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  • Writer's pictureGrace A. Johnson

Name of the Week: Maverick

When I first began writing "The Lady Pirate," I knew I needed a scary, not-very-likable name. At the time, the one on the top of my head, the one which, to me, perfectly fit that description, was Maverick. (I spelled it Mavrick at the time, which is actually an accepted spelling.) Now, I don't know why I didn't like the name, or where I'd heard it before, or why in the great googly moogly I thought that it fit a pirate captain, of all things, but it worked. It still works. And, well, now that I like the name, it will always work as the name of two characters--Maverick Blackstone and Collin Maverick Bennet.

Although I'd not questioned my usage of the name at the time, I still continue to do so now. And, as I was preparing for this week's name, I realized I needed a LOT of proof--of the name's origins and its existence at the time. And of how I was able to use a very uncommon surname that didn't become a forename until the 21st century as the presumably given name of not one but TWO characters.

It took a bit of digging--on Google's part, that is--but I finally found it. The alleged origins of the surname Maverick.

Now, before we jump into it, I want to explain. Maverick Blackstone was christened William Maverick--his father's first name and his mother's surname at the time. However, once his mother married when young William Maverick was ten, he adopted his stepfather's surname and went by Maverick Blackstone. With his secret identity as "William's son" carefully hidden, he claimed William as his middle name. Therefore, I have a very legitimate reason to have used Maverick as a given name--and, no, I did not just make that up.

Ahem. Looking back, you can find an entire family tree of Samuel Mavericks, which ends with the rancher who established the name--and the word--by not branding his calves. But, other than the basic "American, boy's name, means unconventional," you can't find anything about the name--even on Behind the Name. Which is why I then went to a website established by actual Mavericks for Mavericks, a family tree reminiscent of the many Wilde/Wild/Wildes family trees out there (my mother's maiden name). (And, so, yes, had Timothy Wilde been a real person, I would've been related to him. I gave him a family name.) Now, back to Maverick... No one knows for certain the origins/meaning of the name, but supposedly it's related to Morris/Maurice. Maurice (although some say it's Welsh and means "valiant hero") in English and French and comes from the Latin/Roman name Maurus, meaning Moorish. (Moors were the ancient/medieval equivalent of Muslims.) Morris is a medieval English variant. Of course, there are variants of Maurice in other languages, such as Welsh, Dutch, Irish, Polish, Spanish, etc. St. Maurice is the patron saint of infantry soldiers, and there was a Byzantine emperor who bore the name in the 6th century. (I'm sure you know of other bearers.)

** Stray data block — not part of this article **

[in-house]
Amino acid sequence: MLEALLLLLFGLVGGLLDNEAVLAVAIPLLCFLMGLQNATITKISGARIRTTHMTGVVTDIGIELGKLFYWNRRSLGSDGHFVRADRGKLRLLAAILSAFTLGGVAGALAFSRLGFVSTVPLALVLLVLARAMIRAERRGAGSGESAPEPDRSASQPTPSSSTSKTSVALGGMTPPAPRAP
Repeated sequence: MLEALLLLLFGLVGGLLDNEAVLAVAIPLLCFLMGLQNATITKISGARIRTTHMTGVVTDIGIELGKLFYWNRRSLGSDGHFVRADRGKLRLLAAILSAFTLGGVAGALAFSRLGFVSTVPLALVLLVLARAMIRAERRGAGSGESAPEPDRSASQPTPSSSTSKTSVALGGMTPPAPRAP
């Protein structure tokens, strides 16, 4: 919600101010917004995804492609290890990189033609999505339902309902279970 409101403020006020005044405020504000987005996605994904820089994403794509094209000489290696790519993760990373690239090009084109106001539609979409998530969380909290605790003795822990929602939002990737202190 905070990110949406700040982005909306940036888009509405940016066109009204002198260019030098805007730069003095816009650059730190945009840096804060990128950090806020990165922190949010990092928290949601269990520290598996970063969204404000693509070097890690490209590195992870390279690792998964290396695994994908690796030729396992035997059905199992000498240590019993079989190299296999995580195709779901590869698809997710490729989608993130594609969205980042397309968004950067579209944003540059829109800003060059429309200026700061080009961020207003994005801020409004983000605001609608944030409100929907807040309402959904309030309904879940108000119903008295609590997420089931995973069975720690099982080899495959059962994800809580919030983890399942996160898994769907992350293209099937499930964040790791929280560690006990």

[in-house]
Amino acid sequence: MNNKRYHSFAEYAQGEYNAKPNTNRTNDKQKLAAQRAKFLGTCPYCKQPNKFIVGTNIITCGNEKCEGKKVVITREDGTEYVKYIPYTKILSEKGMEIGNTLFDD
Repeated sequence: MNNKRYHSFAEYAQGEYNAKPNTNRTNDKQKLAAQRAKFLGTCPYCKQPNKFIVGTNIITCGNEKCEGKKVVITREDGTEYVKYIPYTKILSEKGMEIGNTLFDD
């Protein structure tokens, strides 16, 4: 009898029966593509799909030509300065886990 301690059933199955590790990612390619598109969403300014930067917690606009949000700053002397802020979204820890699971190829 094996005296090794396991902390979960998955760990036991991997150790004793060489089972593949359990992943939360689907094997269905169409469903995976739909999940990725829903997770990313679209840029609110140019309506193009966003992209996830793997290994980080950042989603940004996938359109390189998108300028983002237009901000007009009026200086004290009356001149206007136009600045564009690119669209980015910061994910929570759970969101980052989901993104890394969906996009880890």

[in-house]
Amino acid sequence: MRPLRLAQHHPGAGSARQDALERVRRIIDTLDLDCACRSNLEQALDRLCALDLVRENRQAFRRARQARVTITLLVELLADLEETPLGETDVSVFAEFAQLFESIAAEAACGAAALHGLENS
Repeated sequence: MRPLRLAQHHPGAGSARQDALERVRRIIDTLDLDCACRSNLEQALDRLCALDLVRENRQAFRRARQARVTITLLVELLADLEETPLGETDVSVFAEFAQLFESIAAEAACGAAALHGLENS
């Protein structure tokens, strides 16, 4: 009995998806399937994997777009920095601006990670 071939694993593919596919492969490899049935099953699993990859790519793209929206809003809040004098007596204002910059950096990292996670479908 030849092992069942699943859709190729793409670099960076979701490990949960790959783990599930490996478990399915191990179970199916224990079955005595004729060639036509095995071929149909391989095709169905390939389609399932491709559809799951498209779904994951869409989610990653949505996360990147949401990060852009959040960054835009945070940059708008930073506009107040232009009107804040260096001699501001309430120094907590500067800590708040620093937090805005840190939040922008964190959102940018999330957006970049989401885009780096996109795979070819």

Those bearing the surname Maverick can trace their ancestry back to an emigrant family who arrived in New England in 1630. Samuel Maverick (1803-1870) was an active part in the established of the Republic of Texas. As a quick search will tell you, he was the one who all but coined the term "maverick," when he refused to brand his cattle, leaving his unmarked cows as "mavericks." Before long, Texans began using the word in a context of a renegade or unorthodox person and now, all across the country, we use both the word and the name. Before him, his namesake Samuel Maverick (born and died sometime the 1600s) helped found the Anglo-American colony in the Boston, which brought about settlement there before 1626. He was also responsible for writing the report that brought the Winthrop Fleet and The Great Migrants to the area they soon called New England.

So, although there is no evidence of the true history of the name Maverick or its meaning, I certainly don't see why it can't mean Moorish or dark-skinned, valiant, and unconventional and be very, very Roman. Since, I mean, it works. Both Maverick Blackstone and Collin Maverick have dark skin, and the latter can be very valiant at times, and they are both rather unconventional. Plus, the Roman thing works, what with Maverick liking Roman names and all. (He named his son Julius and his mistress was named Lavinia.)

That being said, if you have any background (or know someone who does) on the name Maverick, I would love it if you would share!

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